You may find that you have been named as executor (executrix if you are female) of your parents’ will. After reading the duties below, you may not want the job. It is a tiring, time-consuming, and frequently a thankless responsibility that you may want to resign from– and certainly have the right to do so.

Some of the more important duties and responsibilities of being an executor include:

  • Find the latest will and read it.
  • File a petition with the court to probate the will.
  • Assemble all the decedent’s assets.
  • Take possession of safe deposit box contents.
  • Consult with banks and savings and loans in the area to find all accounts of the deceased. Also check for cash and other valuables hidden around the home.
  • Transfer all securities to your name (as executor) and continue to collect dividends and interest on behalf of the heirs of the deceased.
  • Find, inventory and protect household and personal effects and other personal property.
  • Collect all life insurance proceeds payable to the estate.
  • Find and inventory all real estate deeds, mortgages, leases and tax information. Provide immediate management for rental properties.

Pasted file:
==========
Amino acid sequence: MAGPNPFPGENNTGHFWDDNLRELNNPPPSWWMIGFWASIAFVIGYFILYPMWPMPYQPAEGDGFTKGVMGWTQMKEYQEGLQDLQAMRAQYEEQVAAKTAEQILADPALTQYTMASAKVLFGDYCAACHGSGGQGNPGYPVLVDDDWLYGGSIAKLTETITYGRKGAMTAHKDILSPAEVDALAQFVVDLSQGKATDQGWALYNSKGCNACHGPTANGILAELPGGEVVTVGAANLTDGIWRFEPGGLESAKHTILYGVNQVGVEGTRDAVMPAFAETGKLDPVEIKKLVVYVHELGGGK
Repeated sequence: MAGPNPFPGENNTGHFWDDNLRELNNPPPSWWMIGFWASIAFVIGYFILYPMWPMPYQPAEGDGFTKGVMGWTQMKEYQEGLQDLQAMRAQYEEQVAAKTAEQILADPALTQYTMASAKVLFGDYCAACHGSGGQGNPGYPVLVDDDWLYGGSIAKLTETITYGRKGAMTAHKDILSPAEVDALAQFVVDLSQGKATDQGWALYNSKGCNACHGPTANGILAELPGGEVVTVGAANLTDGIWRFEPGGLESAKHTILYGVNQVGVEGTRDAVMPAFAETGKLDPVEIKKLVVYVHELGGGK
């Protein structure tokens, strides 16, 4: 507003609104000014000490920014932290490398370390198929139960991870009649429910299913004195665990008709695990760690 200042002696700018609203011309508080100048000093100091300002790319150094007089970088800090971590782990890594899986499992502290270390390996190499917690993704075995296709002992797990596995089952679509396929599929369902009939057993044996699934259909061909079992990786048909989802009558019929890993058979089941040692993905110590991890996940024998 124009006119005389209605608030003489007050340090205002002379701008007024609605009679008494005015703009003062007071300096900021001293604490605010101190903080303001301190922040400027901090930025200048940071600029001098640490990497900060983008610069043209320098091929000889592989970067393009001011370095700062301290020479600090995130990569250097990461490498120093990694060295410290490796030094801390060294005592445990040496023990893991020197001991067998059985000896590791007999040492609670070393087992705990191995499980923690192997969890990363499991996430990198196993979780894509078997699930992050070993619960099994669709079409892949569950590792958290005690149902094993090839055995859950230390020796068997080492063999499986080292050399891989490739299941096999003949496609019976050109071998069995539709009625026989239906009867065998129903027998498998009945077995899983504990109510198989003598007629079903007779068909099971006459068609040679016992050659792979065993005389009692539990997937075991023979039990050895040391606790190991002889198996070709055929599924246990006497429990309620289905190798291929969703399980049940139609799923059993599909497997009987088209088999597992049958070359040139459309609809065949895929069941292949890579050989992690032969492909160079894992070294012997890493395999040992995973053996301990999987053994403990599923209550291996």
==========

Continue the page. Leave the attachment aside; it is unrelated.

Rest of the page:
• Arrange ancillary administration for out-of-state property.
  • Collect monies owed the deceased and check interests in estates of other deceased persons.
  • Find and safeguard business interests, valuables, personal property, important papers, the residence, etc.
  • Inventory all assets and arrange for appraisal of those for which it is appropriate.
  • Determine liquidity needs. Assemble bookkeeping records. Review investment portfolio. Sell appropriate assets.
  • Pay valid claims against the estate. Reject improper claims and defend the estate, if necessary.
  • Pay state and federal taxes due.
  • File income tax returns for the decedent and the estate.
  • Determine whether the estate qualifies for special use valuation under IRC Sec. 2032A, the qualified family-owned business interest deduction under IRC Sec. 2057 or deferral of estate taxes under IRC Sees. 6161 or 6166.
  • If the surviving spouse is not a U.S. citizen, consider a qualified domestic trust to defer the payment of federal estate taxes.
  • File federal estate tax return and state death and/or inheritance tax return.
  • Prepare statement of all receipts and disbursements. Pay attorney’s fees and executor’s commissions. Assist the attorney in defending the estate, if necessary.
  • Distribute specific bequests and the residue; obtain tax releases and receipts as directed by the court.
  • Establish a testamentary trust (or pour over into a living trust), where appropriate.

If you find the task to be too over-whelming, talk to your parents about it if you can. Examine their wills to see if anyone is named as an alternate and discuss these duties with that person. You may even find that the person(s) named as executor are no longer living; or they may have named a bank trust department with which they no longer do business.  If you feel it is a duty that you can and want to do, be sure to contact a qualified lawyer in your parents’ state of residence to help you in the process.